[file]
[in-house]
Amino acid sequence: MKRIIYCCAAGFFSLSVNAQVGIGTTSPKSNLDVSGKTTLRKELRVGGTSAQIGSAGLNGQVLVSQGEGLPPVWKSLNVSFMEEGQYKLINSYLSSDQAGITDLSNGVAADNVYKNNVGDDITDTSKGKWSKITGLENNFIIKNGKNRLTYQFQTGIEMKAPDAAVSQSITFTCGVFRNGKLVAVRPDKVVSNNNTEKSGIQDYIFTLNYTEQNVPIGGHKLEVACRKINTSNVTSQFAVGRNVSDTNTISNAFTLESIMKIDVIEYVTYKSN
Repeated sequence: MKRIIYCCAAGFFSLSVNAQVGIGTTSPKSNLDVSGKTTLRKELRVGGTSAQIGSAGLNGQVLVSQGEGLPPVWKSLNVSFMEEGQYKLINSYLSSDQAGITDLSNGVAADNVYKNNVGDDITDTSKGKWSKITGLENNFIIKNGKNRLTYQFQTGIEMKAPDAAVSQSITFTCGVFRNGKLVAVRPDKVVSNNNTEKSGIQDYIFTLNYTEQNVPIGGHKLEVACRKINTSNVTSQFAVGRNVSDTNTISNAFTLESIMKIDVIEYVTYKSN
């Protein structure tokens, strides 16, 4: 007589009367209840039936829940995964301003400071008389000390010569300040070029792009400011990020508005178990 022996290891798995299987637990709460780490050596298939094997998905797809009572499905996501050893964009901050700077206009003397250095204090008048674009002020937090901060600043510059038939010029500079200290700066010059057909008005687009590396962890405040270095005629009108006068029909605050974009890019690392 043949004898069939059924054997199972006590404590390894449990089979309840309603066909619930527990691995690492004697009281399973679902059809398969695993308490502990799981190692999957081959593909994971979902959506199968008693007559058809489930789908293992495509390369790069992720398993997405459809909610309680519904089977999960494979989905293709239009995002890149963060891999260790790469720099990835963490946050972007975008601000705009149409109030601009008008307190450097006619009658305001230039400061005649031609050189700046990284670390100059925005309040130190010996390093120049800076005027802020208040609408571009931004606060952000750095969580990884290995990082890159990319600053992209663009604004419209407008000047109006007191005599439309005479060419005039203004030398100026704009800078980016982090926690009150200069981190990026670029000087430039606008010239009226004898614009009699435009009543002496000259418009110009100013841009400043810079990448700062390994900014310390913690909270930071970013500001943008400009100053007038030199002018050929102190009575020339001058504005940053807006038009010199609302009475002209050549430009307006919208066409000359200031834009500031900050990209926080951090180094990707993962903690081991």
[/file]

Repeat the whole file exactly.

[in-house]
Amino acid sequence: MKRIIYCCAAGFFSLSVNAQVGIGTTSPKSNLDVSGKTTLRKELRVGGTSAQIGSAGLNGQVLVSQGEGLPPVWKSLNVSFMEEGQYKLINSYLSSDQAGITDLSNGVAADNVYKNNVGDDITDTSKGKWSKITGLENNFIIKNGKNRLTYQFQTGIEMKAPDAAVSQSITFTCGVFRNGKLVAVRPDKVVSNNNTEKSGIQDYIFTLNYTEQNVPIGGHKLEVACRKINTSNVTSQFAVGRNVSDTNTISNAFTLESIMKIDVIEYVTYKSN
Repeated sequence: MKRIIYCCAAGFFSLSVNAQVGIGTTSPKSNLDVSGKTTLRKELRVGGTSAQIGSAGLNGQVLVSQGEGLPPVWKSLNVSFMEEGQYKLINSYLSSDQAGITDLSNGVAADNVYKNNVGDDITDTSKGKWSKITGLENNFIIKNGKNRLTYQFQTGIEMKAPDAAVSQSITFTCGVFRNGKLVAVRPDKVVSNNNTEKSGIQDYIFTLNYTEQNVPIGGHKLEVACRKINTSNVTSQFAVGRNVSDTNTISNAFTLESIMKIDVIEYVTYKSN
């Protein structure tokens, strides 16, 4: 007589009367209840039936829940995964301003400071008389000390010569300040070029792009400011990020508005178990 022996290891798995299987637990709460780490050596298939094997998905797809009572499905996501050893964009901050700077206009003397250095204090008048674009002020937090901060600043510059038939010029500079200290700066010059057909008005687009590396962890405040270095005629009108006068029909605050974009890019690392 043949004898069939059924054997199972006590404590390894449990089979309840309603066909619930527990691995690492004697009281399973679902059809398969695993308490502990799981190692999957081959593909994971979902959506199968008693007559058809489930789908293992495509390369790069992720398993997405459809909610309680519904089977999960494979989905293709239009995002890149963060891999260790790469720099990835963490946050972007975008601000705009149409109030601009008008307190450097006619009658305001230039400061005649031609050189700046990284670390100059925005309040130190010996390093120049800076005027802020208040609408571009931004606060952000750095969580990884290995990082890159990319600053992209663009604004419209407008000047109006007191005599439309005479060419005039203004030398100026704009800078980016982090926690009150200069981190990026670029000087430039606008010239009226004898614009009699435009009543002496000259418009110009100013841009400043810079990448700062390994900014310390913690909270930071970013500001943008400009100053007038030199002018050929102190009575020339001058504005940053807006038009010199609302009475002209050549430009307006919208066409000359200031834009500031900050990209926080951090180094990707993962903690081991």